Importance of Writing lecture

5-10 minutes


10 minutes

In-Class Essay

20-30 minutes


time remaining

Scroll to Continue

End on a positive note

End the class on a positive note with your feedback on how well the class went and how you are looking forward to the semester. Ask for any questions or comments before you dismiss the class.

It is important to have a definite plan for the first day of class. Giving students the information they need along with actual writing practice on the very first day of class will give them confidence as they feel more sure about what is expected of them. Icebreakers and writing assignments go a long way in setting the stage for a successful semester in the English Composition course.

© 2012 Victoria Lynn


Victoria Lynn (author) from Arkansas, USA on August 06, 2012:

klanguedoc--Yes, starting a class always makes me nervous, too! I'm so glad this is practical and helpful for you!

Victoria Lynn (author) from Arkansas, USA on August 05, 2012:

KduBarry03--Yes, I think all students should be made comfortable up front . . . . .I took a writing course where we had to share our work, too. For composition classes, we do have peer review classes where they critique each other. It seems to be very helpful. Thanks for the vote, inputs, shares!

Victoria Lynn (author) from Arkansas, USA on August 05, 2012:

CC--Takes one to know one. I bet you are (were?) an awesome teacher, too!! Thanks so much, Sis!

Victoria Lynn (author) from Arkansas, USA on August 05, 2012:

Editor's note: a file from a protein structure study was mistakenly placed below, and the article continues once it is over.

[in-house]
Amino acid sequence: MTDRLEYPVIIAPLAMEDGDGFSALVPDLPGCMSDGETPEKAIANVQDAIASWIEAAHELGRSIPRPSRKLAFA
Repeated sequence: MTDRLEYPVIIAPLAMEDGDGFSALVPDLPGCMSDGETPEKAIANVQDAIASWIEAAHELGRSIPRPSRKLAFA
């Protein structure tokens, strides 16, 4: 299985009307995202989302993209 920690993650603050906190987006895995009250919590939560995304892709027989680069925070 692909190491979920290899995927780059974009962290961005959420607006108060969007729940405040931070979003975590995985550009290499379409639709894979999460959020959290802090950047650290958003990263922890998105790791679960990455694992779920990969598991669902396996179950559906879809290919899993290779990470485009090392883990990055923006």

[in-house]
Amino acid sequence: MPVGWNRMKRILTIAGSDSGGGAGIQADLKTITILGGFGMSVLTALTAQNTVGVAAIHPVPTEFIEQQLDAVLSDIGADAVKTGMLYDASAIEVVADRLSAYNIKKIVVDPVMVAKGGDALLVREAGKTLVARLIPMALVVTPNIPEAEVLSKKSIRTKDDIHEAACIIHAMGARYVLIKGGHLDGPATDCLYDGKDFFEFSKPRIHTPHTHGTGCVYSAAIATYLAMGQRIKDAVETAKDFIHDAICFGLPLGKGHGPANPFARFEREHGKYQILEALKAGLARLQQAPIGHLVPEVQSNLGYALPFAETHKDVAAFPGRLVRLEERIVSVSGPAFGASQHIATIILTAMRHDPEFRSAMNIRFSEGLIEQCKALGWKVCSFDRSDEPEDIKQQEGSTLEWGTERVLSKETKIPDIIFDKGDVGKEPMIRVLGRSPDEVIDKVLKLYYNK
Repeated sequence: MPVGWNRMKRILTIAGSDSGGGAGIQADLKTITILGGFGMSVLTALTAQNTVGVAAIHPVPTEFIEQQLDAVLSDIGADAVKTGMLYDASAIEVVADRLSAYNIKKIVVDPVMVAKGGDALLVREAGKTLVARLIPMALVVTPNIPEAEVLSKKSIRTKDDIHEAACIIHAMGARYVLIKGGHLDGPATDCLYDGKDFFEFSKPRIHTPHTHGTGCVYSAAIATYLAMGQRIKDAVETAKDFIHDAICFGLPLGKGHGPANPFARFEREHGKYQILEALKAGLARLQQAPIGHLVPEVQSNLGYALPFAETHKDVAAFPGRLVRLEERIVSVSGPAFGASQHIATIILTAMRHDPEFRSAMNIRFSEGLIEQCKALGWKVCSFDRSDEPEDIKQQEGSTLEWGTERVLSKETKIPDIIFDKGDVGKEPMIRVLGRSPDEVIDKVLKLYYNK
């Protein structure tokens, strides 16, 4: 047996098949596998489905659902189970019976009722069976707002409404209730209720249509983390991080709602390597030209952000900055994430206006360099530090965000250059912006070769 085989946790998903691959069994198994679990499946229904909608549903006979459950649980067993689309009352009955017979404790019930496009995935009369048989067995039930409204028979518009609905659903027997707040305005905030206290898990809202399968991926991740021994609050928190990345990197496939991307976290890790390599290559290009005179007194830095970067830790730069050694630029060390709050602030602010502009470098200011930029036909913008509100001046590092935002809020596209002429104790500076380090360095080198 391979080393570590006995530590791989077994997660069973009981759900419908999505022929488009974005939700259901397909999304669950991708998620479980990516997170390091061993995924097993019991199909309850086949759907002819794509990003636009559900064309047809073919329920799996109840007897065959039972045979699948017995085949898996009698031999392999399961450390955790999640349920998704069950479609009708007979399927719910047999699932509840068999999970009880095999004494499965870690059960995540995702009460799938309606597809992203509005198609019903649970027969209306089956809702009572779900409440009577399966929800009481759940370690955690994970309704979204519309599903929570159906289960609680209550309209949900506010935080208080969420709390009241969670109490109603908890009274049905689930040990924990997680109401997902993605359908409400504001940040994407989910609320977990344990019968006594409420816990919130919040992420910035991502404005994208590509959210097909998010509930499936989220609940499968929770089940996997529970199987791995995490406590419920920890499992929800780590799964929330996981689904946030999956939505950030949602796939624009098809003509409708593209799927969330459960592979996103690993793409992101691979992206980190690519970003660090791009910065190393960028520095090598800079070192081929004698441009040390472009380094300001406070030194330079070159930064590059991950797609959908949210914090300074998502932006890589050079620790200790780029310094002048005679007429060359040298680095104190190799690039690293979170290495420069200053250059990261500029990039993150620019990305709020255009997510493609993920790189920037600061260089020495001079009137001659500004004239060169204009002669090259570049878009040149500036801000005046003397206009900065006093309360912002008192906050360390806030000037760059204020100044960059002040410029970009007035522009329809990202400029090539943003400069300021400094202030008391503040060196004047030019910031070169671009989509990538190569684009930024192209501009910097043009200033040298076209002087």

suzettenaples--It's great to have your validation of my first day! I love meeting teachers--current and former. Thank you so much for your wonderful comments.

Victoria Lynn (author) from Arkansas, USA on August 05, 2012:

Thanks, sholland! Yes, showing the students their progress later is a good idea, too. Thanks so much for coming by--and the votes and shares, too!

klanguedoc on August 04, 2012:

This is great advice. I often give professional training to technology professionals. Actually I have to train a sales force in September and I will definitely use your advice to get the class started. You have presented the information in a very structured way that makes assimilating the information very easy. I am always so nervous starting a new class, your advice will definitely help. I am posting to FB & TW.

KDuBarry03 on August 04, 2012:

These are excellent tips for any English or writing class. It is definitely important to let the students know that they can be comfortable with their writing. I remember in one of my creative writing classes, we had workshops where the whole class read each other's work and practiced constructive feedback and criticism to improve each other's, and their own, writing in the future. Perhaps that could be used for one of the papers around the midterm for other classes if they are not workshop oriented?